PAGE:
Assets potentially qualifying for Business Relief include many companies listed on the London Stock Exchange’s AIM exchange for small to mid-sized growth companies. It also includes companies raising funds under the Enterprise Investment Scheme – a state backed scheme which has  enjoyed the backing of previous Conservative and Labour governments.

Hollands said: “Portfolio services that invest in AIM companies that are expected to qualify for Business Relief for the purpose of mitigating IHT represent a very significant pool of capital for this end of the market. On an exchange like AIM which has no minimum free-float requirement and where there is limited liquidity, the marginal buyer can make a big difference to valuations.

“As for Enterprise Investment Schemes, alongside a 30% income tax credit on subscriptions to EIS share issue, potential eligibility for Business Relief is a major driver for investors taking the risk of backing small, illiquid companies raising money under this scheme. A key recommendation of last year’s Start Up, Scale-Up review commissioned by Shadow Chancellor Rachel Reeves was that ‘Labour should maintain and build on existing incentives, such as SEIS, EIS’. We would therefore hope that EIS companies would continue to qualify for this key relief under a Labour administration.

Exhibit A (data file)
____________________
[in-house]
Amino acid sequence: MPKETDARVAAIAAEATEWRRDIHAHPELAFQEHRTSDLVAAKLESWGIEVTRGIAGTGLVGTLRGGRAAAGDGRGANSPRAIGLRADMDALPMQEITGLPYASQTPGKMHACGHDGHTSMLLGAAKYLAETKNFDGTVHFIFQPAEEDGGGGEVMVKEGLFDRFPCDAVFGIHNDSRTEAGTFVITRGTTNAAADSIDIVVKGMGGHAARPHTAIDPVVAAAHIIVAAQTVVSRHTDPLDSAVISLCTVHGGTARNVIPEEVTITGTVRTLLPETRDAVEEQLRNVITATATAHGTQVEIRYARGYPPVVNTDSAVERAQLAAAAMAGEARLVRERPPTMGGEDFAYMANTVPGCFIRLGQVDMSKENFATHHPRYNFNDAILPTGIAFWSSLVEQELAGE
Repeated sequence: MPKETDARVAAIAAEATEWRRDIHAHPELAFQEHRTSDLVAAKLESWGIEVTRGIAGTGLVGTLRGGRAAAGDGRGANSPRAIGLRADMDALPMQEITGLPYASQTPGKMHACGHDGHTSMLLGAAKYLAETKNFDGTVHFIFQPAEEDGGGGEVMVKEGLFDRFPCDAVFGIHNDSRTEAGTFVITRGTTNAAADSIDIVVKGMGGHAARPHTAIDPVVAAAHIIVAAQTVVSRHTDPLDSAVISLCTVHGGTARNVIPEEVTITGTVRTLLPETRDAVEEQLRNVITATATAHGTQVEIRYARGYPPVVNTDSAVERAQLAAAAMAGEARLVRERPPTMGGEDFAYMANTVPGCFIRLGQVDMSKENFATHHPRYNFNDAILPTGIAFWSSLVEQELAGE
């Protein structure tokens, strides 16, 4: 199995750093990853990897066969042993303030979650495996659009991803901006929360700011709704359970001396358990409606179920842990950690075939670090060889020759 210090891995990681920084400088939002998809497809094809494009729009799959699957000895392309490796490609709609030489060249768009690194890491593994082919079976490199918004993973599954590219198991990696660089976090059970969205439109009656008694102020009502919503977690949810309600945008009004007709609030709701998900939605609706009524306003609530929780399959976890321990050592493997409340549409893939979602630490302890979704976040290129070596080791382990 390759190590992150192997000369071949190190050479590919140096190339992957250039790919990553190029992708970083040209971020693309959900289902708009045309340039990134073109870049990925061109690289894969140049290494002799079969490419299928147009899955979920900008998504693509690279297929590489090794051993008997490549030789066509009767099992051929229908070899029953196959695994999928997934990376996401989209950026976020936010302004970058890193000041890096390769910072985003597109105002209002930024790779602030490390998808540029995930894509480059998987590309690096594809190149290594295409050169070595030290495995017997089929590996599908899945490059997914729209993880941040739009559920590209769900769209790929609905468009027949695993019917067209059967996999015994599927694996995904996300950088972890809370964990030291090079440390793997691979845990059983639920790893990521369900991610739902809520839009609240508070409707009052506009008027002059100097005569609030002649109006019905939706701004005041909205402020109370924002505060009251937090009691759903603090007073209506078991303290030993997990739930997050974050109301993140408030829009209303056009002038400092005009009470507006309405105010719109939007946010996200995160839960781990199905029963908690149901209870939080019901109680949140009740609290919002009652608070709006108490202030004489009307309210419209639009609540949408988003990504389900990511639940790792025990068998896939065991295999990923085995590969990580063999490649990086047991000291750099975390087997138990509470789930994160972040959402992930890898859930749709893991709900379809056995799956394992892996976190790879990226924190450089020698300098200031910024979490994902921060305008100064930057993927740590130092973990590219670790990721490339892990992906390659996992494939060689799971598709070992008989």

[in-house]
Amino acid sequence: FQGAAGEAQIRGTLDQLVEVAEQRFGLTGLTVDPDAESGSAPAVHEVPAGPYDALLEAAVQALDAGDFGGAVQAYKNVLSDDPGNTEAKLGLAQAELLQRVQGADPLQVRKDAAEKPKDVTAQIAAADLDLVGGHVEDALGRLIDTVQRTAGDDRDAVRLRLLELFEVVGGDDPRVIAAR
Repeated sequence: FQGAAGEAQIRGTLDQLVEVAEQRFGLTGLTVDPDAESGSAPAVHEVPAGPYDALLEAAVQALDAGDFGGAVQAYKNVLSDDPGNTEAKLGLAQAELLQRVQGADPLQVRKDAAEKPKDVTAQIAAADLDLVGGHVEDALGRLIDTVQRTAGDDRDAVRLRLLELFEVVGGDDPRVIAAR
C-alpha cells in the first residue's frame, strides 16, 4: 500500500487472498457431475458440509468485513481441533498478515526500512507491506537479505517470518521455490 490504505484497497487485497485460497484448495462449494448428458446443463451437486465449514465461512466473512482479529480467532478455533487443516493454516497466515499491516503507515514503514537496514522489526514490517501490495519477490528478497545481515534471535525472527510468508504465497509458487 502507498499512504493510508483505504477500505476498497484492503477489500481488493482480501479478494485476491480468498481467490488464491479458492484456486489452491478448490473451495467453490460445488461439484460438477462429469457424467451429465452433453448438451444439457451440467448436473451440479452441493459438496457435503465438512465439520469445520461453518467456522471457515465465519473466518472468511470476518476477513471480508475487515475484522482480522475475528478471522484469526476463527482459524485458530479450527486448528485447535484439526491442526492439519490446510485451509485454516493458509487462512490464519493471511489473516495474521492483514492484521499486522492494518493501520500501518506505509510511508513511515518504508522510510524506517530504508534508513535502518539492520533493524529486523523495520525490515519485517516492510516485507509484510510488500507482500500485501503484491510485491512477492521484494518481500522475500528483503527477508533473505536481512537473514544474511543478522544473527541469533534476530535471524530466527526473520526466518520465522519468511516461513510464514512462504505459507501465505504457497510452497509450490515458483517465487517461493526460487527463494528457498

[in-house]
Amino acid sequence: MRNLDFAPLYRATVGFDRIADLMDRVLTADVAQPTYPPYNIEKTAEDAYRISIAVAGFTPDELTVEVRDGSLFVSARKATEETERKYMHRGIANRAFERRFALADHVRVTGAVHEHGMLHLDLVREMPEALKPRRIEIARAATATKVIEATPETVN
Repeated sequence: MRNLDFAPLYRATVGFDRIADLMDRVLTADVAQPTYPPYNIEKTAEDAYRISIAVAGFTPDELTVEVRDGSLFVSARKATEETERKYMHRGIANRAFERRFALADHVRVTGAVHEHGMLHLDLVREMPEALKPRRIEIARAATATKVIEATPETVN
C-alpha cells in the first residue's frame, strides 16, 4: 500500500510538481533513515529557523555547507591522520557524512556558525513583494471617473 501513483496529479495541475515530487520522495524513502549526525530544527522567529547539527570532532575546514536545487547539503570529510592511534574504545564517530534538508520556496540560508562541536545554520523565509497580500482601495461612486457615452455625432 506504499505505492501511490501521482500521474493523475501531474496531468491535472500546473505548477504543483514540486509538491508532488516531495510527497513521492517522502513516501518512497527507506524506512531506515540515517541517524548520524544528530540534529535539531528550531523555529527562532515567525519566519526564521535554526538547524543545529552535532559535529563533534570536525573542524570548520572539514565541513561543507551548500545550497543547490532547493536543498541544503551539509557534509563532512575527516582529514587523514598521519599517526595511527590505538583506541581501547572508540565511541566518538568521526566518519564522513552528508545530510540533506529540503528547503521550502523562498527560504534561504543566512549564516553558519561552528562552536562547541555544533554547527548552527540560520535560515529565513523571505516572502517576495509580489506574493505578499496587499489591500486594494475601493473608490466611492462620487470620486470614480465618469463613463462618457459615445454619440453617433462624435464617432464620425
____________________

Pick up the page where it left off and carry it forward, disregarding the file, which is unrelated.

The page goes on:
“With IHT gaining prominence as an area of debate between the political parties, it is imperative that the politicians and their teams not only consider the impact on public finances and taxpayers but also the potential for collateral damage and disruption. Curtailing access to Business Relief in an abrupt manner, or scrapping IHT altogether, would have significant ramifications for access to capital by fledgling UK growth companies at a time when the economy is struggling and both parties have talked about the need to boost investment in this area.

“Policymakers therefore need to think carefully about whether alternative incentives – for example through income or capital gains tax reliefs – may be needed, as well as the timeline for implementing any tax changes. This might include transitional arrangements which would uphold access to Business Relief for assets purchased before a certain deadline to minimise market disruption.”